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How to pick the right small spotting scope and tripod

Whether hunting “bad guys” or big game, a small, spotting scope can be nearly as handy as your rifle


Upper scope is a Leupold 25x 50mm model with dedicated tripod. Lower scope is a Bushnell Stalker 10-30x 50mm model on a Canon table tripod.

Photo courtesy Richard Fairburn

Whether your mission is hunting “bad guys” as a police sniper or hunting big game for sport, a small, spotting scope can be nearly as handy as your rifle. The smaller the scope, the more likely you are to have it along when you need one.

The evolution of shooting-oriented spotting scopes is making them ever larger and more expensive. Most of the outdoor optical firms now have huge 20-60x scopes with 80mm objective lenses as the flagships of their scope lineup.

These optical marvels weigh more than three pounds (plus the necessary tripod) and can cost more than your rifle/scope. I have a buddy who guides sheep hunters in Alaska and Wyoming every fall and he needs a large, high-resolution spotting scope. Often, a guide must be able to count the faint growth rings on ram’s horns to see if they are old enough to be legal.

Most of us, however, can benefit from the added magnification of a spotting scope to identify potential targets, but are best served by small, lightweight models.

What to Look for in a Scope
You’ll need a minimum of 15x magnification to be worth the added weight of the spotting scope. Otherwise, you’re better off sticking with quality 10x42 binoculars. Similarly, since most small scopes have objective lenses of 60mm or less, pushing the magnification factor beyond 30x makes for a dim image under low light conditions.

Vortex currently makes a 15x fixed power model with a 50mm objective they call the Recon Mountain scope, which weighs just under a pound and is only seven inches long.

Leupold makes a Gold Ring spotting scope which zooms from 10x-20x and matches the Vortex for size and weight, at just under a pound. Older spotting scopes are more likely to be smaller and can often be found at a reasonable price on eBay.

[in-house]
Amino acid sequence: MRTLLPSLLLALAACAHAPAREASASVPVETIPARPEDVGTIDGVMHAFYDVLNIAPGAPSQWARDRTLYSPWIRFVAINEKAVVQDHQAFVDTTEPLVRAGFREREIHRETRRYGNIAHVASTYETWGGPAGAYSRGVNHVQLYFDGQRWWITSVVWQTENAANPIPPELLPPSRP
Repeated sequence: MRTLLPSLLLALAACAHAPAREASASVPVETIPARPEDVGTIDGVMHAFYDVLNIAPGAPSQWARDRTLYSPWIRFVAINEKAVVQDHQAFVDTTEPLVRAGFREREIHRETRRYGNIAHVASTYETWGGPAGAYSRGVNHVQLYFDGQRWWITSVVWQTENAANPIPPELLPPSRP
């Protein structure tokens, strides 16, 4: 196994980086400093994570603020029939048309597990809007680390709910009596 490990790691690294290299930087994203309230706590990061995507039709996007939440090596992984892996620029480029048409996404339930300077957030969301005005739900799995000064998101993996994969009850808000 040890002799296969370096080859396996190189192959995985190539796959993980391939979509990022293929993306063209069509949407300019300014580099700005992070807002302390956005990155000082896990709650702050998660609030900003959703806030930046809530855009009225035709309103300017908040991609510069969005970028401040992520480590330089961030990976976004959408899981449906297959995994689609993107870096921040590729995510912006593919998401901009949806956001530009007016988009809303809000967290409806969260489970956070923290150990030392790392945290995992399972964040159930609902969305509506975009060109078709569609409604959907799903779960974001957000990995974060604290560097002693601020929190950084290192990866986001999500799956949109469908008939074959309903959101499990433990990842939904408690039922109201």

I recently noticed the image in my old 25x Leupold wasn’t focusing sharply. Looking through the front lens showed an obvious haziness inside. I sent it back to Leupold and less than two weeks later it came back, fitted with a bright, clear new front lens element for no charge. It’s hard to beat their lifetime warranty.

This very sturdy tripod packs down to a 16 inch, 3 pound package. Each leg can be set to different angles to level up on very rough terrain. (Photo courtesy Richard Fairburn)

Finding a small, lightweight tripod to match a small spotting scope can be tricky; most are better suited for large scopes and cameras. Camera vendors often have table-top tripods which can serve well for a small scope used on a shooting bench or in the field.

At times, you may need a full size tripod which allows you to stand up to clear parts of a building or vegetation. One of the best I’ve found is the Manfrotto Befree aluminum model which allows full standing height, only weighs three pounds but will support up to 8.8 pounds (equivalent to a DSLR digital camera with a large telephoto lens).

The carbon fiber version will shave off another half-pound, but adds $150 to the price. The Manfrotto tripods are the sturdiest I have found for their weight.

Larue Tactical products makes a Picatinny rail mount to adapt one model Manfrotto tripod to field use with heavy sniper rifles - that is one tough tripod.

Whether you are checking 100 yard groups at the sight-in bench, spotting for your police sniper partner on a call out, or judging a good mule deer at 300 yards, a small, light spotting scope will help you gather good information and save steps

Dick Fairburn has had more than 26 years of law enforcement experience in both Illinois and Wyoming. He has worked patrol, investigations and administration assignments. Dick has also served as a Criminal Intelligence Analyst, and as the Section Chief of a major academy’s Firearms Training Unit and Critical Incident Training program.
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